As a debator, you’d make a good used car salesman.

  31. Chris Warren
    December 3rd, 2009 at 21:26 | #31

    TerjeP #16 has claimed that switching to nuclear means reduced exposure to nuclear waste.

    I don’t know how he got this idea. Maybe he misread the Scientific American article he cited, but his explanation was vague and subjective. Anyway the editor of Scientific America added in a explanatory note indicating the comparison was between unshielded fly-ash and shielded nuclear waste.

    Of course “shielded” nuclear waste reduces exposure to radiation, even to levels lower than un-shielded fly-ash. So what? This is not relevant. This is the type of confusion nicotine and climate deniers also use peddling their various causes. Has TergeP lost his thinking cap?

    The nuke lobby always claims that the next generation of reactors will be cooler, safer, and will produce less waste etc etc. The so-called Integral Fast Reactor is the latest example and a research project that has no commercial purpose. It is not the type being built or proposed today.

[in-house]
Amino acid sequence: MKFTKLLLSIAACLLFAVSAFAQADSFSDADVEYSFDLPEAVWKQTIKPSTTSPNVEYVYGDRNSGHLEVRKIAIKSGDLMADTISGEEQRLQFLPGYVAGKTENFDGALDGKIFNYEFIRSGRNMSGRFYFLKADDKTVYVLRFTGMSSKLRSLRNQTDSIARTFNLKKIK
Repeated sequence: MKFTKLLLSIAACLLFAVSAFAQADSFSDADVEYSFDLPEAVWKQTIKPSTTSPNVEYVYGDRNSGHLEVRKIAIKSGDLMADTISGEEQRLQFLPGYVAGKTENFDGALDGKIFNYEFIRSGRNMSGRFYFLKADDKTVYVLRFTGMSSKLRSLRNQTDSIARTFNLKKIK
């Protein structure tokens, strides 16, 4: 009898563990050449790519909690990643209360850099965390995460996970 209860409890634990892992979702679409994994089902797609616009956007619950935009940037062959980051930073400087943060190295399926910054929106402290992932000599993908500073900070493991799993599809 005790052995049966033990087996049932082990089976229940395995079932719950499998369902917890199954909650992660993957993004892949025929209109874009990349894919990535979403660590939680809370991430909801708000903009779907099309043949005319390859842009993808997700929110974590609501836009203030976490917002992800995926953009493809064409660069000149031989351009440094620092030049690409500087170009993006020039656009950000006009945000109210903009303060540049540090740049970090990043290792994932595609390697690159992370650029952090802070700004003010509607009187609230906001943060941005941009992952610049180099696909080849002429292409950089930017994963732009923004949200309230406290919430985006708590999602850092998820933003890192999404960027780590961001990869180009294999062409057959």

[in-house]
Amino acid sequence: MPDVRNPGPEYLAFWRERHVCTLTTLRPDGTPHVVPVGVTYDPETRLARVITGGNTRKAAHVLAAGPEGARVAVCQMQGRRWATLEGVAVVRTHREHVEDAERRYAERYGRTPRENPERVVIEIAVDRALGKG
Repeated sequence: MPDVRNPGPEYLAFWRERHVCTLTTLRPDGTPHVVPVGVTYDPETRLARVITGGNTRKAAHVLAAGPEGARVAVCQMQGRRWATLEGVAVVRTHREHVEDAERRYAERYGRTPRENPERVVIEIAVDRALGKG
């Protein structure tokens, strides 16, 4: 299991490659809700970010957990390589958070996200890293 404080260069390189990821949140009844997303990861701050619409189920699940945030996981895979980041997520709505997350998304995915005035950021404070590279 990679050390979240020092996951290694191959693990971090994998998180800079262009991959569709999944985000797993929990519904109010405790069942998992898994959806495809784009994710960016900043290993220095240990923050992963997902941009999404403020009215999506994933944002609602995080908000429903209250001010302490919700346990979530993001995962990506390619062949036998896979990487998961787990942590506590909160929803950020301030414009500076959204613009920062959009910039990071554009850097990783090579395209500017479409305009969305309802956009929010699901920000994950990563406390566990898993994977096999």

I get very fed up with statements like;

    “If all our modern energy usage (including transport) was produced from nuclear then the waste per person over a life time would be smaller than a golf ball”;

    with no evidence, argument, data, or logic. The reference to “life time” is irrelevant. No commercial reactor is built to last a “lifetime” and we are now decommissioning older reactors. More than a golf ball of waste has resulted from these reactors – all in less than a “life-time”.

    The fuel rods in Lucus Heights are bigger than golf balls, so TerjeP needs to explain how many golf balls of spent fuel rods come out of Lucus Heights or maybe he can explain how they shrink them down into a golf ball.

    I wait with interest.

  32. TerjeP (say tay-a)
    December 3rd, 2009 at 21:34 | #32

    SJ – as a human being your a pain in the arse.

  33. TerjeP (say tay-a)
    December 3rd, 2009 at 21:38 | #33

    Of course “shielded” nuclear waste reduces exposure to radiation, even to levels lower than un-shielded fly-ash.